The Australian artist Dan McPharlin is responsible for these incredible miniature synthesizers. Dan certainly has an eye for science-fiction art. He’s created album covers, logos, and illustrations for magazines, but these tiny keyboards are my personal favorite.
Unfortunately, the synthesizers are not playable, but maybe that’s asking a bit much.
When asked about his interest in Synthesizers and Music in an interview, Dan responded:
“Music is very important. I feel a bit like I’m losing my soul if I’m not creating music regularly. The things I’m drawn to in music are similar to those I’m drawn to in visual art; form, space, atmosphere. I love music that evokes strange worlds, sound environments that seem more like natural phenomena than anything created by human or machine. I’m always listening to something while I work on my art; there are a handful of artists that tend to inspire the right mood while I’m creating; Gyorgy Ligeti, Arvo Part, Klaus Schulze, Jeff Mills, Basic Channel, Toru Takemitsu are a few names that come to mind.”
Also impressive is the sheer number of the miniature synthesizers he’s created. Check them all out at his Flickr page.
“This isn’t a game system that roughly maps your hand movements. The Leap technology is 200 times more accurate than anything else on the market — at any price point. Just about the size of a flash drive, the Leap can distinguish your individual fingers and track your movements down to a 1/100th of a millimeter.”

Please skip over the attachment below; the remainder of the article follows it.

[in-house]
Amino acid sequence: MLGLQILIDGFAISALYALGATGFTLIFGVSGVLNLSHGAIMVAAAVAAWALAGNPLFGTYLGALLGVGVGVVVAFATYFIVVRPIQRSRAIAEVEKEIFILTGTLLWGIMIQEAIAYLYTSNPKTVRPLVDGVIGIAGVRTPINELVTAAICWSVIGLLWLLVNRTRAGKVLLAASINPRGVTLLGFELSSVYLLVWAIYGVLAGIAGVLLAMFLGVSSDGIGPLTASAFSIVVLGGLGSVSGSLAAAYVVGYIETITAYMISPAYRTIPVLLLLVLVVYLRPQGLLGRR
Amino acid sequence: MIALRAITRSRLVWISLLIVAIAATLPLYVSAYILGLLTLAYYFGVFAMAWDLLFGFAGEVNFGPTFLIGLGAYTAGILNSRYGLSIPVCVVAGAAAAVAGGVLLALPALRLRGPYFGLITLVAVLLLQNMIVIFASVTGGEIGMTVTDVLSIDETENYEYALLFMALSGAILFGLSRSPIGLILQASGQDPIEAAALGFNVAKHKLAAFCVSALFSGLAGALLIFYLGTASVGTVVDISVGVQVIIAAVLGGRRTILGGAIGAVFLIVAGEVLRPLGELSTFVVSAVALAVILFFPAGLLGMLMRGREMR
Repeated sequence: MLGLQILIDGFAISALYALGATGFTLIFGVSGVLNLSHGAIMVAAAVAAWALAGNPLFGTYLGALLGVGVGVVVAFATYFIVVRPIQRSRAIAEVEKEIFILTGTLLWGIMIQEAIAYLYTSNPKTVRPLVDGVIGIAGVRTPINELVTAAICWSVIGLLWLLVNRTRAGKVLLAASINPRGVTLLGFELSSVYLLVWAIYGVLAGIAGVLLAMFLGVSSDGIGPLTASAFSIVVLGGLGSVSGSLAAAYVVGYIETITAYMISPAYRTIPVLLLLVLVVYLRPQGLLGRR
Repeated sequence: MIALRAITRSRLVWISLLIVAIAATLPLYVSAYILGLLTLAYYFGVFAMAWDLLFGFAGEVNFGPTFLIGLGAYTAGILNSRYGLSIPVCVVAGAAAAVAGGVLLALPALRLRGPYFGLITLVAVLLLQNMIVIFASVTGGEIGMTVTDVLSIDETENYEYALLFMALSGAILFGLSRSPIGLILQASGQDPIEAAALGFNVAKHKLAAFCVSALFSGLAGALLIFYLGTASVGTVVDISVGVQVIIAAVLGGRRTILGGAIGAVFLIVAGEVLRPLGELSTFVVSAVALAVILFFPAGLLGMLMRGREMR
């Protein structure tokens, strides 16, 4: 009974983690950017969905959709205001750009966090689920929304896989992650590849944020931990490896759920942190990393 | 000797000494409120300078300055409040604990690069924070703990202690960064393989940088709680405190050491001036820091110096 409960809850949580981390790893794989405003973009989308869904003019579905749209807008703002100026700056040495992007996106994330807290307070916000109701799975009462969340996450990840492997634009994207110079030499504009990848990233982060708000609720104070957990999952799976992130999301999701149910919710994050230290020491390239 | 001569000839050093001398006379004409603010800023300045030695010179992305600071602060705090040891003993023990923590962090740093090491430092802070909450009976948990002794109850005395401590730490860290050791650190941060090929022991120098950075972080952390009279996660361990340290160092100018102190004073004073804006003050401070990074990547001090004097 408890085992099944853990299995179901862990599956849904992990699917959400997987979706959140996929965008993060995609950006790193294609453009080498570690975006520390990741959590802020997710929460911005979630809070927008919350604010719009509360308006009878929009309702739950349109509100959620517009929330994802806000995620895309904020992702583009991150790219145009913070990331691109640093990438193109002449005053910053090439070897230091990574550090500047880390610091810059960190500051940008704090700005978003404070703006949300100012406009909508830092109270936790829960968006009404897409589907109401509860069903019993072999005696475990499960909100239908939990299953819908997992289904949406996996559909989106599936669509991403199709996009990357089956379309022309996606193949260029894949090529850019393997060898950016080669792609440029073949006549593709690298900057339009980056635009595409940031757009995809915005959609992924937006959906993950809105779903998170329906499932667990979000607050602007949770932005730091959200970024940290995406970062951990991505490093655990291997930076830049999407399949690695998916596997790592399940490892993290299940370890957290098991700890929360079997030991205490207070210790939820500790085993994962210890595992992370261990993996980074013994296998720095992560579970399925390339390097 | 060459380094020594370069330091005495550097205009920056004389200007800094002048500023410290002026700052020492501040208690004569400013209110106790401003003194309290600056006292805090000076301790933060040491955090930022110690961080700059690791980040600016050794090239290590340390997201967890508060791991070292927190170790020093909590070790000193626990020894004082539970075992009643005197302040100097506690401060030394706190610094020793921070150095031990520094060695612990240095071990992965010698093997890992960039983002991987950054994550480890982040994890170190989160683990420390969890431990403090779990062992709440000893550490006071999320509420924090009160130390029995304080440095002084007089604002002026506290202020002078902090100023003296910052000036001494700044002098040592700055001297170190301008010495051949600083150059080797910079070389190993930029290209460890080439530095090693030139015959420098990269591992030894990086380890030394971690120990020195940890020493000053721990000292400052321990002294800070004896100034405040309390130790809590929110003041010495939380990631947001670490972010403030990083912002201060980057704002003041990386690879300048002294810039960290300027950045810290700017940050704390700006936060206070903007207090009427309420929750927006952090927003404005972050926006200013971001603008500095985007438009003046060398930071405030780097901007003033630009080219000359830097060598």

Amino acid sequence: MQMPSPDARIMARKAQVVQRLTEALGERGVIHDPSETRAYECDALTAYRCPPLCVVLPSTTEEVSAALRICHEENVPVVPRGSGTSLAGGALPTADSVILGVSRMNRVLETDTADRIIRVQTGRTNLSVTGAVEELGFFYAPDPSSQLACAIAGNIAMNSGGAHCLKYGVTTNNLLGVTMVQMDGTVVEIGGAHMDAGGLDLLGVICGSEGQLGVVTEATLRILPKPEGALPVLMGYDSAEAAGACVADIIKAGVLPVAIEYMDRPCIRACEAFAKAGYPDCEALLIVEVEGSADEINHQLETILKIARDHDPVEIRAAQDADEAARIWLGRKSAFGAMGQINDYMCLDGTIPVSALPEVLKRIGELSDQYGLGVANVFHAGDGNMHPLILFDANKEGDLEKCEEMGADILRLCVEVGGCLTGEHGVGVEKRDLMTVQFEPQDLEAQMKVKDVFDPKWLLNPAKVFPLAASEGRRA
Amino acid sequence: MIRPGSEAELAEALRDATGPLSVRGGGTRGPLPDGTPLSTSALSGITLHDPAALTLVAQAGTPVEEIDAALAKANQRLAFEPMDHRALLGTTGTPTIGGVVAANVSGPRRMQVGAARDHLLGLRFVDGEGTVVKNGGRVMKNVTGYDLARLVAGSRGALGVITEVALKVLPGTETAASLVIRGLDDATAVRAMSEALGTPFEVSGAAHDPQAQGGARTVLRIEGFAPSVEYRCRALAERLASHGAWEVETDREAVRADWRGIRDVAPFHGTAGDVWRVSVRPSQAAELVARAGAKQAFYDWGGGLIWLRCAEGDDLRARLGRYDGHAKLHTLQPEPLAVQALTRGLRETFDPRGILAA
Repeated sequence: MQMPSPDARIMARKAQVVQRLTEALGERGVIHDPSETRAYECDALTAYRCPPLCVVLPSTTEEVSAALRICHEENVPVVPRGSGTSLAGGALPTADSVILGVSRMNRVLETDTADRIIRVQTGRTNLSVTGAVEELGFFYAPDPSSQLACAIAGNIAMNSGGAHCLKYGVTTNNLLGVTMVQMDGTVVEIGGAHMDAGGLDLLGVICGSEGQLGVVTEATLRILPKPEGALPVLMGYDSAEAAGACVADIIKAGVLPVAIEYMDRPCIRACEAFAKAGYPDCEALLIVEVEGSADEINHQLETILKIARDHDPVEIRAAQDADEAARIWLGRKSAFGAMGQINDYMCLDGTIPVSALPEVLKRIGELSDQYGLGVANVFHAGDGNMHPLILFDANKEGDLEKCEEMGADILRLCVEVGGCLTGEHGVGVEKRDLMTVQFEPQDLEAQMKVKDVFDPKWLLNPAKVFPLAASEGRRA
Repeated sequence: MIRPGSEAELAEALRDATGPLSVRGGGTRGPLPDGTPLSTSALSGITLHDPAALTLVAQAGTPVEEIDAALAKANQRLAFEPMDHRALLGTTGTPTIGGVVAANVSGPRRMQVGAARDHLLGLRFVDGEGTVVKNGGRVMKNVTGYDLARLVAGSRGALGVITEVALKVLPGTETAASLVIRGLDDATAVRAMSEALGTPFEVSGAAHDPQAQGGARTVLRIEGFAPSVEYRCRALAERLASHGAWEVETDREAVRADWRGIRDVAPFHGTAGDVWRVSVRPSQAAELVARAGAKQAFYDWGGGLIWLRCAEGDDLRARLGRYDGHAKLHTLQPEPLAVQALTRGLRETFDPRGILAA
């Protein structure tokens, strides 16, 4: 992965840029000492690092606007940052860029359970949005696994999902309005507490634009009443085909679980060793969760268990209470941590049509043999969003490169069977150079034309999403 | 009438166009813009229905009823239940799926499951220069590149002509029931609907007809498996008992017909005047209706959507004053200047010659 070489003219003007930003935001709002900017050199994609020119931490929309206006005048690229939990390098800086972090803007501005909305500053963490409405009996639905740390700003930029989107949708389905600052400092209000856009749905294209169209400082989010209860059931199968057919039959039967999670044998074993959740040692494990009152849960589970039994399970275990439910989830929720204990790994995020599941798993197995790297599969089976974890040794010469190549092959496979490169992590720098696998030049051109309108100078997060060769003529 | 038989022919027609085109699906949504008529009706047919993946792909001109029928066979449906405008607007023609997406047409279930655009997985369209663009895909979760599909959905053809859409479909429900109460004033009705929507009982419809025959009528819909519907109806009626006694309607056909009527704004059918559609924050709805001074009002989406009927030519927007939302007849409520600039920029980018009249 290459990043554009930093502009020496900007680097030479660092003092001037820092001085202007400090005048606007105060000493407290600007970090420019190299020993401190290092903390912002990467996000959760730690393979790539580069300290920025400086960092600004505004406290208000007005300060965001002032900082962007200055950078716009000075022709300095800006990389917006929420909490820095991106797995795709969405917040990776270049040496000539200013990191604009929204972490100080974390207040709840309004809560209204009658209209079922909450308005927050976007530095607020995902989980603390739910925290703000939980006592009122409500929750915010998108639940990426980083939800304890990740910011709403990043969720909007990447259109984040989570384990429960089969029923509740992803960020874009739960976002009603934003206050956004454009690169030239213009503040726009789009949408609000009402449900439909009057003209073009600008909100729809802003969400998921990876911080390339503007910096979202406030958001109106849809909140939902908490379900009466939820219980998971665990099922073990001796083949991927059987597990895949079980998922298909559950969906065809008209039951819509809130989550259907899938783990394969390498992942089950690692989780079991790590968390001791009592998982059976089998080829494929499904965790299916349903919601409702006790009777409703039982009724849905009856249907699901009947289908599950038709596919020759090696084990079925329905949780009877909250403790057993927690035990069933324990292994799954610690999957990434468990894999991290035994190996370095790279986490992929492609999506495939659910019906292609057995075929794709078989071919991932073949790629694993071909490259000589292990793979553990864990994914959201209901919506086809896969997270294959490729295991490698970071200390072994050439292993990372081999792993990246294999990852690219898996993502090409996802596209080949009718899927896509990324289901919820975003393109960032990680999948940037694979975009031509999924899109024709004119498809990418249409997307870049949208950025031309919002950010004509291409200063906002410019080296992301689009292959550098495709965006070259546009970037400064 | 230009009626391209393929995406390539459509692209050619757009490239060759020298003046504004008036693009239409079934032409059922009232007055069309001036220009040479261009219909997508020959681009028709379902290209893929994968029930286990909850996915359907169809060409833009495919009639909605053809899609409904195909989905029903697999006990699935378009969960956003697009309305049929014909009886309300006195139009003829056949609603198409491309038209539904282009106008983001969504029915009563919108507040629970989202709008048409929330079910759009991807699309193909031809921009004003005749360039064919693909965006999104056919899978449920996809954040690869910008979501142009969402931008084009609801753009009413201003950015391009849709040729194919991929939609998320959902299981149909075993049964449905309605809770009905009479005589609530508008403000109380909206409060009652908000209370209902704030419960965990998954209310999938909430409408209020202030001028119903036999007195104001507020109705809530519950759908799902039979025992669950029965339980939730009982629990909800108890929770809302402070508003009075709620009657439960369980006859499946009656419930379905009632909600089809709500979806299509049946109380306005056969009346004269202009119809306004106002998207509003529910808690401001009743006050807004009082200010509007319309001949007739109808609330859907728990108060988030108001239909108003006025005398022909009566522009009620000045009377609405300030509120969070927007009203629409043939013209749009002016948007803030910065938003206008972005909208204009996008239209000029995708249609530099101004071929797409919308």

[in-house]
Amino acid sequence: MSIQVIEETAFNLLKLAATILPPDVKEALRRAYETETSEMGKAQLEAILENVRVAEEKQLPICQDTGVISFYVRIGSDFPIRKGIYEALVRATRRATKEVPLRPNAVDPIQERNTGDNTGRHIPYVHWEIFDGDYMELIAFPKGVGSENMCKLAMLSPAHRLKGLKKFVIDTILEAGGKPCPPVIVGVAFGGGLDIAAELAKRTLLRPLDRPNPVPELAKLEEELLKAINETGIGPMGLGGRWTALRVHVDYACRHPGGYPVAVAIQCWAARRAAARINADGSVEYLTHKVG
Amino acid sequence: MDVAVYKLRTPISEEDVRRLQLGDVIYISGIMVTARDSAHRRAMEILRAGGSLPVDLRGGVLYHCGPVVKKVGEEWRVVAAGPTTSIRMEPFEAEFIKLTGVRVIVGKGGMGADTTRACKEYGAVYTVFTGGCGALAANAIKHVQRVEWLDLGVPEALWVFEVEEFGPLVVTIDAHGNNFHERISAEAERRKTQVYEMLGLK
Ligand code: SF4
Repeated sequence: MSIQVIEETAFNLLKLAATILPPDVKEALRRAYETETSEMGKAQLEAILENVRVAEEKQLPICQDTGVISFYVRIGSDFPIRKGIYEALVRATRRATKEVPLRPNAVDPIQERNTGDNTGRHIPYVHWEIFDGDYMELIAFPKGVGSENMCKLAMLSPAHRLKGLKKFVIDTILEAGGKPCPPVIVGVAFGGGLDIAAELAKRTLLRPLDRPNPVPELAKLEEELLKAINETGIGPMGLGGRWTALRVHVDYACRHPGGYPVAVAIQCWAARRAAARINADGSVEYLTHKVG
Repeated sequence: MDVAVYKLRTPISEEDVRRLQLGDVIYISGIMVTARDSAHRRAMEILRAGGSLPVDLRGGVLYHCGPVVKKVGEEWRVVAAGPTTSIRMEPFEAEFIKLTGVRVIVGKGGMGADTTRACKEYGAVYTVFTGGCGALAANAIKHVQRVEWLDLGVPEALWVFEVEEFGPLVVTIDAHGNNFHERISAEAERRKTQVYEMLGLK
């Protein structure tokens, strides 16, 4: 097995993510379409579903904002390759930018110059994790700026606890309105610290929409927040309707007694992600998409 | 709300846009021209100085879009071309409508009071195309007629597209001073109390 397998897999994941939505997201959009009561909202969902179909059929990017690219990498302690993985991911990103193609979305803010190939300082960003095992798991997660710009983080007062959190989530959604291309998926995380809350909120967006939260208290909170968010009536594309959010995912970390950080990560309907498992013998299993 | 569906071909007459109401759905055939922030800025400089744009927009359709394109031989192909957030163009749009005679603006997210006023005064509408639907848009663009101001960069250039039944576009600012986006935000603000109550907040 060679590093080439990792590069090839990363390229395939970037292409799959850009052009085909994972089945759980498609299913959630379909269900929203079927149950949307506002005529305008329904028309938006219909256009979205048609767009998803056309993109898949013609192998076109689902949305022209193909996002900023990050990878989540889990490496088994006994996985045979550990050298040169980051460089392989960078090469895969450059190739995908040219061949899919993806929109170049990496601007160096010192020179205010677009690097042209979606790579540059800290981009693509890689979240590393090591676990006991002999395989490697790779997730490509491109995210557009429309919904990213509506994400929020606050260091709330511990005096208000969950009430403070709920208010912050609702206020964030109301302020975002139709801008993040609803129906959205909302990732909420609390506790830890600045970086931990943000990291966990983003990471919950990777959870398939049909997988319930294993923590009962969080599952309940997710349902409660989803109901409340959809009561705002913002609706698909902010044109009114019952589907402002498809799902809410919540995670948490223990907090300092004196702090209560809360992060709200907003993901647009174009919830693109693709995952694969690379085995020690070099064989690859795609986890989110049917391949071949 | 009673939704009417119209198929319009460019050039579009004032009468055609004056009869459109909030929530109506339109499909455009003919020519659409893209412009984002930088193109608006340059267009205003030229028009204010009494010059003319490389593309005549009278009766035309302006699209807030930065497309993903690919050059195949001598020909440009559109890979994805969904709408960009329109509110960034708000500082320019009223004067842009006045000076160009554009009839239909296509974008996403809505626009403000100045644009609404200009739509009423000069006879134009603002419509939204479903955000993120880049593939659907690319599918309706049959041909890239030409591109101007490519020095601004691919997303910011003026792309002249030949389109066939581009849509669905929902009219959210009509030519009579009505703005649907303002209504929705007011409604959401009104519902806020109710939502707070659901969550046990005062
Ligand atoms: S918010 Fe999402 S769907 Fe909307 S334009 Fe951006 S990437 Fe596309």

I imagine the software will lag behind the hardware (i.e. kinect), but it will catch up eventually, and we’ll have some very cool applications for this — Iron Man-esque design, gaming, sculpture, robotics, surgery, and more.
Check out this video for some more ideas:
I can’t vouch for the product because I’ve never used it, but you can now Purchase the Leap Technology here:
In anticipation of a new RobotSpaceBrain project titled, KEYZ, I created this Keyz Desktop Wallpaper for you. If you can’t tell, these are keyboards, a WHOLE LOT of keyboards, that my friend Nick has collected over the years.
We will be doing a bit of cataloging in the near future, including sound bites, videos and ratings for many of them.
Look forward to more from this project in the summer and early fall.